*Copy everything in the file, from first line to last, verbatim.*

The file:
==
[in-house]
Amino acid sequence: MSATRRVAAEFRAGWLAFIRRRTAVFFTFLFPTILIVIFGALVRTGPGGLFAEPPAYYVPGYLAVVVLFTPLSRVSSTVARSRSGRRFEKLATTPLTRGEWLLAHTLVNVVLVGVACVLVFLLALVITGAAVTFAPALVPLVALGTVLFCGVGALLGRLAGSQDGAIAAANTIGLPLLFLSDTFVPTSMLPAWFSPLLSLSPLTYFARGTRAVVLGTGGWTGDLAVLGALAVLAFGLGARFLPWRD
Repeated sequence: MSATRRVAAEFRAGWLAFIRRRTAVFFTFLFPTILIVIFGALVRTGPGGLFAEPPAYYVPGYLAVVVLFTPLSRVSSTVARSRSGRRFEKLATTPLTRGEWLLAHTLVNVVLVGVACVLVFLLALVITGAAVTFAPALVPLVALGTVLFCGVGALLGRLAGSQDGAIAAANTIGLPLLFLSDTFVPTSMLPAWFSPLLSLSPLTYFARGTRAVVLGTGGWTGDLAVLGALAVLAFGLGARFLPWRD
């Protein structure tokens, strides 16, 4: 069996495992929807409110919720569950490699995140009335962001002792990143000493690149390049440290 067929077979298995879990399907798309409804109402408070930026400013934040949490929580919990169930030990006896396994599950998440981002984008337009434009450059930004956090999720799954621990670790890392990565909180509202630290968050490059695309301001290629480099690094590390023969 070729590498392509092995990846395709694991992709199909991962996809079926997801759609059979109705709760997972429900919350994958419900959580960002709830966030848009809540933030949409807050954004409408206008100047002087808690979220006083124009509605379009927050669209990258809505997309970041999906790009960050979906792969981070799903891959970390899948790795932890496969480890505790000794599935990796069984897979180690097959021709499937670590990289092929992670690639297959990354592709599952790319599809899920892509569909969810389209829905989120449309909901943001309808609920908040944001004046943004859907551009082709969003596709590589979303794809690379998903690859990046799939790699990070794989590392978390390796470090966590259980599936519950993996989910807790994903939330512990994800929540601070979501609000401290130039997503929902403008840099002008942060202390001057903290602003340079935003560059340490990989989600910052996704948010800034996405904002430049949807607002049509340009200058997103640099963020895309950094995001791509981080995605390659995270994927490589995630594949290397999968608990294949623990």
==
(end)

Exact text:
[in-house]
Amino acid sequence: MSATRRVAAEFRAGWLAFIRRRTAVFFTFLFPTILIVIFGALVRTGPGGLFAEPPAYYVPGYLAVVVLFTPLSRVSSTVARSRSGRRFEKLATTPLTRGEWLLAHTLVNVVLVGVACVLVFLLALVITGAAVTFAPALVPLVALGTVLFCGVGALLGRLAGSQDGAIAAANTIGLPLLFLSDTFVPTSMLPAWFSPLLSLSPLTYFARGTRAVVLGTGGWTGDLAVLGALAVLAFGLGARFLPWRD
Repeated sequence: MSATRRVAAEFRAGWLAFIRRRTAVFFTFLFPTILIVIFGALVRTGPGGLFAEPPAYYVPGYLAVVVLFTPLSRVSSTVARSRSGRRFEKLATTPLTRGEWLLAHTLVNVVLVGVACVLVFLLALVITGAAVTFAPALVPLVALGTVLFCGVGALLGRLAGSQDGAIAAANTIGLPLLFLSDTFVPTSMLPAWFSPLLSLSPLTYFARGTRAVVLGTGGWTGDLAVLGALAVLAFGLGARFLPWRD
């Protein structure tokens, strides 16, 4: 069996495992929807409110919720569950490699995140009335962001002792990143000493690149390049440290 067929077979298995879990399907798309409804109402408070930026400013934040949490929580919990169930030990006896396994599950998440981002984008337009434009450059930004956090999720799954621990670790890392990565909180509202630290968050490059695309301001290629480099690094590390023969 070729590498392509092995990846395709694991992709199909991962996809079926997801759609059979109705709760997972429900919350994958419900959580960002709830966030848009809540933030949409807050954004409408206008100047002087808690979220006083124009509605379009927050669209990258809505997309970041999906790009960050979906792969981070799903891959970390899948790795932890496969480890505790000794599935990796069984897979180690097959021709499937670590990289092929992670690639297959990354592709599952790319599809899920892509569909969810389209829905989120449309909901943001309808609920908040944001004046943004859907551009082709969003596709590589979303794809690379998903690859990046799939790699990070794989590392978390390796470090966590259980599936519950993996989910807790994903939330512990994800929540601070979501609000401290130039997503929902403008840099002008942060202390001057903290602003340079935003560059340490990989989600910052996704948010800034996405904002430049949807607002049509340009200058997103640099963020895309950094995001791509981080995605390659995270994927490589995630594949290397999968608990294949623990």